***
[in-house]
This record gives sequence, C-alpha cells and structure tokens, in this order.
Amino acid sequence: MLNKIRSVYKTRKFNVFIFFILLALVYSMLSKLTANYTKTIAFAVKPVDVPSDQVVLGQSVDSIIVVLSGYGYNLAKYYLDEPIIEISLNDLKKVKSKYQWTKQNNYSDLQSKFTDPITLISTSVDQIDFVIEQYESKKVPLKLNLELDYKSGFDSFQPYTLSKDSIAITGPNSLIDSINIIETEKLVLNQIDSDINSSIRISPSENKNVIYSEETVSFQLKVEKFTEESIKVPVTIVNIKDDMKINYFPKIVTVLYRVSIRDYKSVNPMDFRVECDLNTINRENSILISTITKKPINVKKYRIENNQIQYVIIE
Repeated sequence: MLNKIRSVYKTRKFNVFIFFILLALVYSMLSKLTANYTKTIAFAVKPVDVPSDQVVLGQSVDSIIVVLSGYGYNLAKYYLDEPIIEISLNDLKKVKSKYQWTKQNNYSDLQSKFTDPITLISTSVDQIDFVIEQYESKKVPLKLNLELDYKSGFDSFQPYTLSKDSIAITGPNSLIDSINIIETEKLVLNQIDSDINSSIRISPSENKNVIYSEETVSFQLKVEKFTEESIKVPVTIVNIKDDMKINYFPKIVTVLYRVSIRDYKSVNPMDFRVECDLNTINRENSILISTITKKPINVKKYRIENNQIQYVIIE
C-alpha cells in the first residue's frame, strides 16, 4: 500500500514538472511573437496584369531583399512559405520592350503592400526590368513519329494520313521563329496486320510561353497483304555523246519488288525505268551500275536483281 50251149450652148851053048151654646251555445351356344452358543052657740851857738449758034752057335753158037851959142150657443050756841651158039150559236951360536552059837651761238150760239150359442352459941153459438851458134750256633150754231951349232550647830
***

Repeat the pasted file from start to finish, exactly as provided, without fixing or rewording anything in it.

[in-house]
This record gives sequence, C-alpha cells and structure tokens, in this order.
Amino acid sequence: MLNKIRSVYKTRKFNVFIFFILLALVYSMLSKLTANYTKTIAFAVKPVDVPSDQVVLGQSVDSIIVVLSGYGYNLAKYYLDEPIIEISLNDLKKVKSKYQWTKQNNYSDLQSKFTDPITLISTSVDQIDFVIEQYESKKVPLKLNLELDYKSGFDSFQPYTLSKDSIAITGPNSLIDSINIIETEKLVLNQIDSDINSSIRISPSENKNVIYSEETVSFQLKVEKFTEESIKVPVTIVNIKDDMKINYFPKIVTVLYRVSIRDYKSVNPMDFRVECDLNTINRENSILISTITKKPINVKKYRIENNQIQYVIIE
Repeated sequence: MLNKIRSVYKTRKFNVFIFFILLALVYSMLSKLTANYTKTIAFAVKPVDVPSDQVVLGQSVDSIIVVLSGYGYNLAKYYLDEPIIEISLNDLKKVKSKYQWTKQNNYSDLQSKFTDPITLISTSVDQIDFVIEQYESKKVPLKLNLELDYKSGFDSFQPYTLSKDSIAITGPNSLIDSINIIETEKLVLNQIDSDINSSIRISPSENKNVIYSEETVSFQLKVEKFTEESIKVPVTIVNIKDDMKINYFPKIVTVLYRVSIRDYKSVNPMDFRVECDLNTINRENSILISTITKKPINVKKYRIENNQIQYVIIE
C-alpha cells in the first residue's frame, strides 16, 4: 500500500514538472511573437496584369531583399512559405520592350503592400526590368513519329494520313521563329496486320510561353497483304555523246519488288525505268551500275536483281 50251149450652148851053048151654646251555445351356344452358543052657740851857738449758034752057335753158037851959142150657443050756841651158039150559236951360536552059837651761238150760239150359442352459941153459438851458134750256633150754231951349232550647830